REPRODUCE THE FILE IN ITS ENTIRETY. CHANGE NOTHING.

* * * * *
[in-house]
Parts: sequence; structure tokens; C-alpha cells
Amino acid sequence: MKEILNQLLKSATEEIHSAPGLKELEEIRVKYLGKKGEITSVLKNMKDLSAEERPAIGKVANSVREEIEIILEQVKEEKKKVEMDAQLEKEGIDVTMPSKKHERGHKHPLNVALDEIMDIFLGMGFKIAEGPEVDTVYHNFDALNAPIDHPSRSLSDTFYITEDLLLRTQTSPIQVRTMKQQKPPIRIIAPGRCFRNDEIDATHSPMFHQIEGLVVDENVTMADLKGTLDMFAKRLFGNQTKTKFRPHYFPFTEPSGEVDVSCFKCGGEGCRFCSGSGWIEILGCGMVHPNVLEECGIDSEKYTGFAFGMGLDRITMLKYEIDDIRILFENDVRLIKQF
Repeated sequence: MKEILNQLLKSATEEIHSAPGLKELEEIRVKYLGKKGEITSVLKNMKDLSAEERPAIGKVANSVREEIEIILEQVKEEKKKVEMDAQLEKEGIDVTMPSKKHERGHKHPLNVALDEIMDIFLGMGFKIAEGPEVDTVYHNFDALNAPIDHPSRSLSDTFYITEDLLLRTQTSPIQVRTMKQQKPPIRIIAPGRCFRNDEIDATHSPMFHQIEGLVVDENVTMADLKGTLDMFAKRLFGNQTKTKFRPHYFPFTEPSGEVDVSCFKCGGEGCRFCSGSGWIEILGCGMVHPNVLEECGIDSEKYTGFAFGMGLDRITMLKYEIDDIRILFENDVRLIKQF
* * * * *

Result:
[in-house]
Parts: sequence; structure tokens; C-alpha cells
Amino acid sequence: MKEILNQLLKSATEEIHSAPGLKELEEIRVKYLGKKGEITSVLKNMKDLSAEERPAIGKVANSVREEIEIILEQVKEEKKKVEMDAQLEKEGIDVTMPSKKHERGHKHPLNVALDEIMDIFLGMGFKIAEGPEVDTVYHNFDALNAPIDHPSRSLSDTFYITEDLLLRTQTSPIQVRTMKQQKPPIRIIAPGRCFRNDEIDATHSPMFHQIEGLVVDENVTMADLKGTLDMFAKRLFGNQTKTKFRPHYFPFTEPSGEVDVSCFKCGGEGCRFCSGSGWIEILGCGMVHPNVLEECGIDSEKYTGFAFGMGLDRITMLKYEIDDIRILFENDVRLIKQF
Repeated sequence: MKEILNQLLKSATEEIHSAPGLKELEEIRVKYLGKKGEITSVLKNMKDLSAEERPAIGKVANSVREEIEIILEQVKEEKKKVEMDAQLEKEGIDVTMPSKKHERGHKHPLNVALDEIMDIFLGMGFKIAEGPEVDTVYHNFDALNAPIDHPSRSLSDTFYITEDLLLRTQTSPIQVRTMKQQKPPIRIIAPGRCFRNDEIDATHSPMFHQIEGLVVDENVTMADLKGTLDMFAKRLFGNQTKTKFRPHYFPFTEPSGEVDVSCFKCGGEGCRFCSGSGWIEILGCGMVHPNVLEECGIDSEKYTGFAFGMGLDRITMLKYEIDDIRILFENDVRLIKQF